Thursday, February 25, 2021

REVIEW: 'For Life' - Aaron, Safiya and Roswell Present Their Case Against the Officer Who Killed Andy Josiah in 'Andy Josiah'

ABC's For Life - Episode 2.10 "Andy Josiah"

Aaron and his legal team face their toughest trial yet as they prosecute the police officer responsible for the killing of an innocent, unarmed Black man.

In 2020, the television industry aired 493 scripted shows across numerous outlets. The way people consume content now is different than it used to be. It happens according to one's own schedule. As such, it's less necessary to provide ample coverage of each episode in any given season from a show. Moreover, it is simply impossible to watch everything. As such, this site provides shorter episodic reviews in order to cover as many shows as possible. With all of that being said, here are my thoughts on the season finale of ABC's For Life.

"Andy Josiah" was written by Hank Steinberg & Sonay Hoffman and directed by Russell Fine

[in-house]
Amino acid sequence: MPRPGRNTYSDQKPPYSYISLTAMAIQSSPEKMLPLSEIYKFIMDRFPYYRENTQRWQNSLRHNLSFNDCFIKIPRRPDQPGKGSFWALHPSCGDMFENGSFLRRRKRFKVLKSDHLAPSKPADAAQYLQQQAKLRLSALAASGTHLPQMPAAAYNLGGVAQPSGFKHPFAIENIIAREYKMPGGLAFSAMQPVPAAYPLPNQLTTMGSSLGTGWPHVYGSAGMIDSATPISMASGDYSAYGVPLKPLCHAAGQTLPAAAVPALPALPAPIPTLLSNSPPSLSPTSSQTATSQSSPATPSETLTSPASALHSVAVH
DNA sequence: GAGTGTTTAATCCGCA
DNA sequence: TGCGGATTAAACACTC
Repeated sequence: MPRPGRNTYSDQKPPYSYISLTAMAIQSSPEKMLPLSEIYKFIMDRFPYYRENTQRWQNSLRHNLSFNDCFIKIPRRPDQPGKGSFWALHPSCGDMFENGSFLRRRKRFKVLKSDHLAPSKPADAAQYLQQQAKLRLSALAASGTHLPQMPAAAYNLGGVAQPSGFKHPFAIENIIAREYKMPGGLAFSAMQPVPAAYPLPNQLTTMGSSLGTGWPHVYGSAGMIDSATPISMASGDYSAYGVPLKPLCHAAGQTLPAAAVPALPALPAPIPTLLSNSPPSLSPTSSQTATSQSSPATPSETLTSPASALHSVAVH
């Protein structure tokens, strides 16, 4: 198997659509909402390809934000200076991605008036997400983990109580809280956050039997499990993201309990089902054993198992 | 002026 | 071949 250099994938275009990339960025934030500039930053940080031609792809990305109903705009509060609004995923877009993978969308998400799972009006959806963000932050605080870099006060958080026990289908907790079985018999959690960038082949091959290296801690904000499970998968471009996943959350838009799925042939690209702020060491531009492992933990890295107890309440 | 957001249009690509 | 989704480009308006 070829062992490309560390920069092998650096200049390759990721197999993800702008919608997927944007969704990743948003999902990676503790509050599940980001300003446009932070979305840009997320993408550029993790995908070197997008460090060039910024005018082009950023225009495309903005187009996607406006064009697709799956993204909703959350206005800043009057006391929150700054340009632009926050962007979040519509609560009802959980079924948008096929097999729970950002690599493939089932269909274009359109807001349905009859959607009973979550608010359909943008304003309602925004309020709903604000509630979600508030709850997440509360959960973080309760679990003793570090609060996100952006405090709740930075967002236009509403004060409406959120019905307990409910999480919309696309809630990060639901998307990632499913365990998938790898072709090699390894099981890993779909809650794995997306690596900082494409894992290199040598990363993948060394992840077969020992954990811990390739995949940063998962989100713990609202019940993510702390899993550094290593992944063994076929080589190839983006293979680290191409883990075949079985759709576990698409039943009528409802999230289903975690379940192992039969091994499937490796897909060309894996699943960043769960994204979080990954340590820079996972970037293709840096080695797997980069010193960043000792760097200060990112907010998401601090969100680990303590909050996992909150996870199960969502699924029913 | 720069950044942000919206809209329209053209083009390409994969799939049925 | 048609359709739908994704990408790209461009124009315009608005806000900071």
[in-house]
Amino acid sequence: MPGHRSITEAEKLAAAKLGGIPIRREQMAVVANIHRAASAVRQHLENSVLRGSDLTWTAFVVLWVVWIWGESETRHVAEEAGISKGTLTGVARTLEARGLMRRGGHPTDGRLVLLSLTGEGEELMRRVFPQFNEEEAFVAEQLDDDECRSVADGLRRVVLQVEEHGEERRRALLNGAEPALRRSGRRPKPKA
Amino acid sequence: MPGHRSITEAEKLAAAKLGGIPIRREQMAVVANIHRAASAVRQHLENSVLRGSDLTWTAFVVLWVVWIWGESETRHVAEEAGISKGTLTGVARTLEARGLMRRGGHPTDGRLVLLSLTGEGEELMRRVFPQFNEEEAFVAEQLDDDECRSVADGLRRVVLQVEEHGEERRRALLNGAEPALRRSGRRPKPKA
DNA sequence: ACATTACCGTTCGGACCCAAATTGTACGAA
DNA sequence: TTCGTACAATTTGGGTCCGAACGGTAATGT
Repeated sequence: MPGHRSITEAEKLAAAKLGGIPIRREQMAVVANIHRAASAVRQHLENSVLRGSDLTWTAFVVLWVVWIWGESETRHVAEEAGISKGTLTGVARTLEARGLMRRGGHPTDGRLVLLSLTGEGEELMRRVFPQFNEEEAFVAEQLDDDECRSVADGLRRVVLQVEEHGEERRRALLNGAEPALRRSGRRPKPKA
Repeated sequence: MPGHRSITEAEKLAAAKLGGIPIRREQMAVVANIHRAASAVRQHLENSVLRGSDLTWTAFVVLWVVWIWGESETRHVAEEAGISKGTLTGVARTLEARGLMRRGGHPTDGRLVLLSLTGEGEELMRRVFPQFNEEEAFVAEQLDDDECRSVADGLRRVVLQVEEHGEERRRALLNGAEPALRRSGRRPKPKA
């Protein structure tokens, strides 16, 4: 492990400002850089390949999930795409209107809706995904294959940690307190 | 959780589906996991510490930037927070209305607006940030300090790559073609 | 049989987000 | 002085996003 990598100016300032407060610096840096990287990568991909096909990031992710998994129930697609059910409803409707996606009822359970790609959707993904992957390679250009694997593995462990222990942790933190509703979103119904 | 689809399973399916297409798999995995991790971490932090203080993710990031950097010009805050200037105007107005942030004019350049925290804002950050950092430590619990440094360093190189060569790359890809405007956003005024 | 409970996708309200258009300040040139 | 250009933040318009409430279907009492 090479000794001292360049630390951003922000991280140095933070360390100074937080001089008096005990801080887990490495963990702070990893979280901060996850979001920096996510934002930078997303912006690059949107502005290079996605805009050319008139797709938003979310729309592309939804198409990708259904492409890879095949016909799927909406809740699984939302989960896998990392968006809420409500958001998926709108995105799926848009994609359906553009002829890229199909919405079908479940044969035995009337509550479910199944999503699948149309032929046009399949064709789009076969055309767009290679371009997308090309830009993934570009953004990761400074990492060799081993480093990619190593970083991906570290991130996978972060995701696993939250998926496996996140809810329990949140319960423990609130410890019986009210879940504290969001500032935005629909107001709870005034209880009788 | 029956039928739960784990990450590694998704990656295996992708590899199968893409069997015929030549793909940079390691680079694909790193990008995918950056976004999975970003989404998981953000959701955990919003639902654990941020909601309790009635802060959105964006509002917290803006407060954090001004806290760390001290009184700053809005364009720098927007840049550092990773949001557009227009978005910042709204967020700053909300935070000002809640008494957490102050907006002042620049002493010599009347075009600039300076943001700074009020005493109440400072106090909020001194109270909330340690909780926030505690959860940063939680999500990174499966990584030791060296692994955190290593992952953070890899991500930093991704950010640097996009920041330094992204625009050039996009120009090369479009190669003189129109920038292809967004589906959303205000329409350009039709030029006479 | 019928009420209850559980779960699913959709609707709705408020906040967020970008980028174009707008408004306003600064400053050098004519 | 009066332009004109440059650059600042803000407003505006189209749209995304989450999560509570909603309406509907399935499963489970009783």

This was a slightly oddly paced season of television. It wasn't all together bad. It had some significant high points in the middle run of episodes. However, the conclusion of the season was centered intensely on Aaron trying to find justice for Andy Josiah. It was a singular mission that gave him a renewed sense of drive and purpose. At the start of the season, it felt like Jamal's case would provide that for him. He would be giving back to his friends still at Bellmore. He still absolutely did that. The finale starts with a montage of people speaking on his behalf for the impact he had in their lives. It highlighted the humanity of the inmates and the full lives they are capable of living. They don't need to be defined as that one thing. Jamal is still in prison though. In fact, the season was seemingly telling a story in the background about him growing a bit more corrupt now that Aaron is no longer there. It didn't entirely work. It ends with Aaron saying he's worried about Jamal because he organized an assault on the police lieutenant who tried to cover up the abusive actions of another officer. Aaron needed him as a witness. This could have ruined everything he has strived for in his outside life. The two remain friends though. Aaron is still devoted to Jamal's case. It was simply placed on the back burner. It was no longer a priority. That's strange considering how the season started. Moreover, it feels like the finale is compelled to be as dramatic as possible. As such, the creative team throws in a bunch of escalating moments meant to increase the tension. Not every development is necessary though. It's meant to exemplify just how national and divisive this trial has become as well as the tensions in the community. Everyone involved needs protection. Roswell is still shot though. He steps in front of the bullet to save Aaron's life. It's an action done out of love. It doesn't add a whole lot to the overall story though. It doesn't provide a reasonable delay for the trial. Nor is there any serious concern that Roswell could die from these injuries. It helps put things back into perspective after a moment wherein Aaron, Safiya and Roswell are arguing based on the trial not going well at that point. They should be allowed to disagree without the suggestion that their partnership could completely implode if they aren't on the same page. That makes the overall sentimentality of the story feel forced. It creates an ending where it's a sweet thought to imagine the three of them going into business together. That always felt like the plan. As such, it didn't need this massive moment of escalation to purposefully put things into better perspective. Again, it's just odd. That's the best way to describe it. Because the finale has so much happening, the overall message can get lost as well. These police shooting cases are hard to prosecute. The show went out of its way to explain that Aaron and his team got the case moved to a preferred location. That seemingly just suggests that the system will be fair and balanced. When they face setbacks in their case, it then suddenly feels like they could lose. When the defense cross-examines a witness, it suggests that her argument is much more persuasive. It highlights that the team isn't seasoned litigators. They make mistakes that may ruin everything. That's the stakes of this story. Their determination to get a conviction is what is needed in order to suggest that some progress is being made with this massive sociological issue. Even then, the jury decides to convict only on the lesser charge. It's still a story full of drama. It's very moving when Elaine gives her statement to the judge about what the system should render as punishment for the officer. It provides a conclusion to this case. It can be celebrated. People can still question just how much it will change in the world. Again, this show probably can't be used as an example for how the legal system actually works. It feels the importance to tackle these topical issues. As such, it ends in a way that allows the characters to feel resolved with all that they have done. It's just also clear that this case took priority over the entire show. Everyone was in service to it. That is still noble. It perhaps didn't make the concluding arc of the season as dynamic for the characters and the journeys they are on in this life. That's a significant difference from what had previously happened. It doesn't make the show bad. It simply presents as a different way to tell stories after what had already been established.